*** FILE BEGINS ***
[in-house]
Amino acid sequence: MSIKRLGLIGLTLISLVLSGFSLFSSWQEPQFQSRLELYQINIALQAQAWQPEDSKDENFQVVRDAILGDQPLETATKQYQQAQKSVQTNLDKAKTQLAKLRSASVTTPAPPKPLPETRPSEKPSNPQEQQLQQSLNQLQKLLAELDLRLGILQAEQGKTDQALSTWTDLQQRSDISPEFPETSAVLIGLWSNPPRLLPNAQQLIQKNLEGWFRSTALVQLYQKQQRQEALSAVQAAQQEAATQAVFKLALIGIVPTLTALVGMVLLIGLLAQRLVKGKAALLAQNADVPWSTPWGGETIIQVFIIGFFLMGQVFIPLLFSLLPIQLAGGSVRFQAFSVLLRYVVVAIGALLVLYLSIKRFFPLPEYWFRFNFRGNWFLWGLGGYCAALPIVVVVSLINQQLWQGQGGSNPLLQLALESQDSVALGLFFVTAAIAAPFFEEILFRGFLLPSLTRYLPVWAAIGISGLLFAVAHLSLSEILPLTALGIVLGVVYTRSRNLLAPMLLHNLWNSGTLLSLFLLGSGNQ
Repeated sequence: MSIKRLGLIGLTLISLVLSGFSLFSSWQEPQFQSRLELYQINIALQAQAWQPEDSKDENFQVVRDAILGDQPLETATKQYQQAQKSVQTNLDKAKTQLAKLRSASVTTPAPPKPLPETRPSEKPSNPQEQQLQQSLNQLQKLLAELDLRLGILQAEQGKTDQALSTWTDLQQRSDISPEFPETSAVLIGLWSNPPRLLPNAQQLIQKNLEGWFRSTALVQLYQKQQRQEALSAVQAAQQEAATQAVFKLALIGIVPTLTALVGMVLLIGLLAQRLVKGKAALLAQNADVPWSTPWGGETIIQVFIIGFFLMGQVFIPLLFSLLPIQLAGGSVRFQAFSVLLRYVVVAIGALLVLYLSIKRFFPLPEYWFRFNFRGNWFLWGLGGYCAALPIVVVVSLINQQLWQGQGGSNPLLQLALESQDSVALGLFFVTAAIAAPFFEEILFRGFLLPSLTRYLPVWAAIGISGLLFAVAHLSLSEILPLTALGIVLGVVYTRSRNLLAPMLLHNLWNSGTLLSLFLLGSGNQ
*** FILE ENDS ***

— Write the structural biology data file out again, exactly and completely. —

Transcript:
[in-house]
Amino acid sequence: MSIKRLGLIGLTLISLVLSGFSLFSSWQEPQFQSRLELYQINIALQAQAWQPEDSKDENFQVVRDAILGDQPLETATKQYQQAQKSVQTNLDKAKTQLAKLRSASVTTPAPPKPLPETRPSEKPSNPQEQQLQQSLNQLQKLLAELDLRLGILQAEQGKTDQALSTWTDLQQRSDISPEFPETSAVLIGLWSNPPRLLPNAQQLIQKNLEGWFRSTALVQLYQKQQRQEALSAVQAAQQEAATQAVFKLALIGIVPTLTALVGMVLLIGLLAQRLVKGKAALLAQNADVPWSTPWGGETIIQVFIIGFFLMGQVFIPLLFSLLPIQLAGGSVRFQAFSVLLRYVVVAIGALLVLYLSIKRFFPLPEYWFRFNFRGNWFLWGLGGYCAALPIVVVVSLINQQLWQGQGGSNPLLQLALESQDSVALGLFFVTAAIAAPFFEEILFRGFLLPSLTRYLPVWAAIGISGLLFAVAHLSLSEILPLTALGIVLGVVYTRSRNLLAPMLLHNLWNSGTLLSLFLLGSGNQ
Repeated sequence: MSIKRLGLIGLTLISLVLSGFSLFSSWQEPQFQSRLELYQINIALQAQAWQPEDSKDENFQVVRDAILGDQPLETATKQYQQAQKSVQTNLDKAKTQLAKLRSASVTTPAPPKPLPETRPSEKPSNPQEQQLQQSLNQLQKLLAELDLRLGILQAEQGKTDQALSTWTDLQQRSDISPEFPETSAVLIGLWSNPPRLLPNAQQLIQKNLEGWFRSTALVQLYQKQQRQEALSAVQAAQQEAATQAVFKLALIGIVPTLTALVGMVLLIGLLAQRLVKGKAALLAQNADVPWSTPWGGETIIQVFIIGFFLMGQVFIPLLFSLLPIQLAGGSVRFQAFSVLLRYVVVAIGALLVLYLSIKRFFPLPEYWFRFNFRGNWFLWGLGGYCAALPIVVVVSLINQQLWQGQGGSNPLLQLALESQDSVALGLFFVTAAIAAPFFEEILFRGFLLPSLTRYLPVWAAIGISGLLFAVAHLSLSEILPLTALGIVLGVVYTRSRNLLAPMLLHNLWNSGTLLSLFLLGSGNQ